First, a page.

It’s a strange thing. We are so conditioned to the idea – the caricature really – of what a Hollywood starlet should be, that we are shocked when they don’t always play by the rules.
Take Julianne Moore. The actress has been doing a battery of interviews recently to publicise the release of her latest film, Non-Stop, co-starring Liam Neeson. She must be a showbiz editor’s worst nightmare. Her interviews do not reveal toe-curling neuroses. No diva tantrums. No history of self-harm or drug addiction. Instead there is domesticity and a passion, not for the leading man, but for home-making! In one interview, with the Sunday Telegraph, she outed herself as “tremendously, shockingly, domestic”.
Not for her an army of helpers in the kitchen. This is a woman who rejoices in telling the world that: “I make a hot breakfast for my children every day, and I always put out place mats and napkins”.
Moore, 53, says she does all her own housework. “My house is very clean and organised,” she said, reminding those of us who have never had to fret about who to thank at the Oscars, that glitz and glamour are not everything. Indeed, her comments suggest that it is possible to imagine a world in which an orderly home might be a lifeline. For those navigating their way through life in the movies, with its reputation for high-octane living, instability and short shelf-lives – there is something to be said for the deeper roots provided by a well-run home.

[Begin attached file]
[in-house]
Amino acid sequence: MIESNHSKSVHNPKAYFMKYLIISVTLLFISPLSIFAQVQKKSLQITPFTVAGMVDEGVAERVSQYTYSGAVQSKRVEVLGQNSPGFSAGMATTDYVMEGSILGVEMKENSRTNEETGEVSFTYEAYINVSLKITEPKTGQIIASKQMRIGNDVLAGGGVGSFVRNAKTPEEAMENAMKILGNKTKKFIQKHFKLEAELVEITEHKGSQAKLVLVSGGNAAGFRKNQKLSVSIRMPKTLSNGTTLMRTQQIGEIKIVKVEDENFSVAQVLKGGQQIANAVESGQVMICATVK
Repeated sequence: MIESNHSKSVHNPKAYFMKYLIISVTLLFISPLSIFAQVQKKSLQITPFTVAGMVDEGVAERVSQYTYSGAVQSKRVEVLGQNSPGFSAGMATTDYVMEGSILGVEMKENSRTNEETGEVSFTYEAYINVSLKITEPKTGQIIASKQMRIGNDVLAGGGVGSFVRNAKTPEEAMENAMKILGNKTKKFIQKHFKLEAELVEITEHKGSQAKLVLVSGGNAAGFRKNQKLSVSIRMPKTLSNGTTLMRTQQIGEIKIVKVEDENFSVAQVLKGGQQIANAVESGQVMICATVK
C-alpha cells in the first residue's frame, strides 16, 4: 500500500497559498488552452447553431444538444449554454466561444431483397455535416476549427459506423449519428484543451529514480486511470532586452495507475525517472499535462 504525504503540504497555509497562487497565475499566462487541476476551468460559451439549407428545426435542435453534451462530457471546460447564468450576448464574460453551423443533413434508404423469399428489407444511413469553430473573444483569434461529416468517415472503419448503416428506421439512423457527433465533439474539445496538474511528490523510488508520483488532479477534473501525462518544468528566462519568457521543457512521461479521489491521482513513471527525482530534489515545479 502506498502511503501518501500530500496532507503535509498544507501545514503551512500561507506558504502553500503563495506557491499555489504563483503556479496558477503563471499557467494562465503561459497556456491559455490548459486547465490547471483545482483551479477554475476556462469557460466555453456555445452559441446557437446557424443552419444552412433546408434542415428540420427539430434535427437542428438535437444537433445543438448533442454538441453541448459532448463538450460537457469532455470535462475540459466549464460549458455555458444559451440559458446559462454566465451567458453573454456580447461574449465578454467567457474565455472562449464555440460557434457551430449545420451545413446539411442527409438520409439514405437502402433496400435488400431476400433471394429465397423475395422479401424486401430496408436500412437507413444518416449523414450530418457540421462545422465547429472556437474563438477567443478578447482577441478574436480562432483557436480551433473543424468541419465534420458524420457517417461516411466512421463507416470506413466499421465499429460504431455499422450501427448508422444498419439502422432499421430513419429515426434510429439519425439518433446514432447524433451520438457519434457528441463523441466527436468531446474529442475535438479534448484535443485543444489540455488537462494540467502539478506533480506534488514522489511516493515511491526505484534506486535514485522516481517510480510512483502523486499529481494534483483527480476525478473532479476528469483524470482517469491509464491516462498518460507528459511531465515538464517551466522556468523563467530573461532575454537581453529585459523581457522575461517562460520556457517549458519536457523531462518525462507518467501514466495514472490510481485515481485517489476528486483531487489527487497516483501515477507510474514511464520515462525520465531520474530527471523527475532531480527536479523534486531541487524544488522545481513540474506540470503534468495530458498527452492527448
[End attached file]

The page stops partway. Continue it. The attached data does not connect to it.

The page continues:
On one level, it might be said that Moore evinces a desire to assert some control while working in an industry whose practitioners are famously vulnerable to the whims of fashion. A home where, as a mother and a spouse, Moore draws sustenance from the quotidian drawing-up of household rules and development of domestic regimens. I imagine that amid the ephemera of the entertainment business, the ability to pick up a vacuum cleaner or a cooking pan, and instantly see results, could be quite an antidote to the long, drawn-out process of film-making. Could the humdrum and practical throw all those sensitive showbiz egos into relief?
This is not to endow housework with transcendant properties. As Be Home has argued before, there is necessarily much about home-making that entails unheralded drudgery. But there is also something about being in control of our most sacred personal space – our home – which amounts to a privilege. It is refreshing to hear someone like Julianne Moore state candidly that she sees it that way. This is a woman who has the financial wherewithal to contract out every aspect of household management – and elects not to.